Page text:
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Thanks for the suggestion! Unfortunately I don't see that as a possibility as I need both the money and health insurance that comes with being a full time employee.
Ah ok, then let me elaborate.

As a warning, this isn't going to be easy.

I'd aim to do 2 hours of studying per weeknight, and take friday night off. Saturday and Sunday you'll need to study 8 solid hours. I suggest 7am to 3pm, so this way you can have time to run errands, hit the gym, and be an attentive boyfriend lol.

In those 2 hours per night, aim for MASSIVE content learning. It won't be easy, but push yourself to just blast through chapters and learn content as quickly and efficiently as possibly. By that, I mean don't aim to learn, for example, all the glycolysis intermediates, enzymes, and regulation in those 2 hours per weeknight - aim to get the gist of glycolysis (Glucose --> Pyruvate, net 2 ATP, create 2 NADH). By doing this strategy, you'll also learn the art of skimming, which is absolutely pertinent for the new MCAT given the passages are dense AF and you need to learn to read, analyze, and interpret quickly.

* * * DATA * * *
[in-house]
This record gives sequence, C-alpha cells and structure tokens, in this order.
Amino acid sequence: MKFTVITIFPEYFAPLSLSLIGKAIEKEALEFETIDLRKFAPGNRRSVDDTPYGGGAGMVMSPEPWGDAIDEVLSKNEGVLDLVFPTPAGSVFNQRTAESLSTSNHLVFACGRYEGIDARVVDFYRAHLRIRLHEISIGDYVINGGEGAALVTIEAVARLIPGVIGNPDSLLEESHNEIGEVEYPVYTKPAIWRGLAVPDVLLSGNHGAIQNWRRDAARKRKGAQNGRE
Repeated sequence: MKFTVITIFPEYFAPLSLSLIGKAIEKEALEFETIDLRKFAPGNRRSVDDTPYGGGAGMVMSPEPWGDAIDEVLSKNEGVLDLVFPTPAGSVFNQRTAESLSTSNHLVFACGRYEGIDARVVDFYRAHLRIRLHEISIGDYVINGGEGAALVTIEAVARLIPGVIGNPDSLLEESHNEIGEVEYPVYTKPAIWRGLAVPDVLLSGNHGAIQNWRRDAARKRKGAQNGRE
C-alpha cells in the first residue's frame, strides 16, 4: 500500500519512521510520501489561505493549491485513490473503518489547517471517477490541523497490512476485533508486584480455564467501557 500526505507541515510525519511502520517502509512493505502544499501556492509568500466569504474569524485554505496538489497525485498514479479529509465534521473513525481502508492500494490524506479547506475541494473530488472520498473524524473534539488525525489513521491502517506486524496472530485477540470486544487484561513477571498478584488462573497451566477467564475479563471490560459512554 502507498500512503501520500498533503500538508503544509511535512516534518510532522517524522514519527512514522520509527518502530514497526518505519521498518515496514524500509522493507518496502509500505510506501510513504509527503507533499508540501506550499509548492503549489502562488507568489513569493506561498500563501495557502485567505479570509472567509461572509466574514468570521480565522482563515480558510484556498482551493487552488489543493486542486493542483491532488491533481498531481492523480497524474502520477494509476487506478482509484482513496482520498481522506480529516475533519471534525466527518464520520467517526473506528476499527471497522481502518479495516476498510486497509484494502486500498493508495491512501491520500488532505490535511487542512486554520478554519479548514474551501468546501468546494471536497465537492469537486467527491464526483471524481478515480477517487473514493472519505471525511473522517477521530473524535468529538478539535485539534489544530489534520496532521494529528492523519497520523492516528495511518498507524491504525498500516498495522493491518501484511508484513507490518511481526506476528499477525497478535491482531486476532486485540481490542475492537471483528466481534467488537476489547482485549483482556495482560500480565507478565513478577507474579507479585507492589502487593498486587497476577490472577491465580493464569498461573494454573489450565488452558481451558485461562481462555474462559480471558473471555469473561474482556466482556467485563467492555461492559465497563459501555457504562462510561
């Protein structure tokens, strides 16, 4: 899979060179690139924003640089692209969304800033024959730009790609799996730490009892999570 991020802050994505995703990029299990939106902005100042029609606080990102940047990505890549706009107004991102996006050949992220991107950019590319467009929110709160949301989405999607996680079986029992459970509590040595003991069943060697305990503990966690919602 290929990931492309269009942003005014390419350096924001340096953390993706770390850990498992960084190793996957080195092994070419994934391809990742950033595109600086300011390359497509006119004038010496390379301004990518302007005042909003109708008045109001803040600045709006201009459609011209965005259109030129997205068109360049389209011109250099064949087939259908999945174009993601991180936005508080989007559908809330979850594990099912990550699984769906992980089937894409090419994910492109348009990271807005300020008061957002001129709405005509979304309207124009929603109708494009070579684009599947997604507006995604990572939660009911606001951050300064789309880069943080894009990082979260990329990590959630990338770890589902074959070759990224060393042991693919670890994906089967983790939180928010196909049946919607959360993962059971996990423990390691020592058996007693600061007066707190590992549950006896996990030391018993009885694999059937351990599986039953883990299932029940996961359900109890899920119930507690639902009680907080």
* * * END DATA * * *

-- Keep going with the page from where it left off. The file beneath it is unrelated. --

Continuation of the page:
Come Saturday/Sunday, be prepared for hell. At this time, you're going to want to attack questions and now, dive into IMPORTANT details (all glycolysis enzymes, intermediates, and regulation) for more extended learning. This is where you'll want to learn in depth important topics and do questions. Doing questions is the only way to gauge yourself. I vividly recall studying one particular kaplan physics topic super indepth (like 4 hours to read the chapter) only to do questions/study the MCAT and realize this topic shows up like, 1% of the time.

For content review, I'd suggest you use the NextStep MCAT books. Purchase the 4 content review books, 4 strategy and practice books, MCAT 108 verbal book, and the MCAT Qbook. You'll also need to spend some cash on the AAMC official materials. If you want more information on that and specifically what to purchase, inbox me. Those NS books for content are super indepth, don't get absorbed. Just read the chapters and do the questions and section test at the end of them. Don't be discouraged by your scores, use it as an opportunity to learn, and be thankful you made those mistakes now vs. on the actual MCAT.

I would suggest you do this all summer and take a September MCAT. You can decide if you want to apply super late (for MD) or on time for DO at that point. Additionally, you can opt for a gap year and apply June 2018.
 
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PolypFiction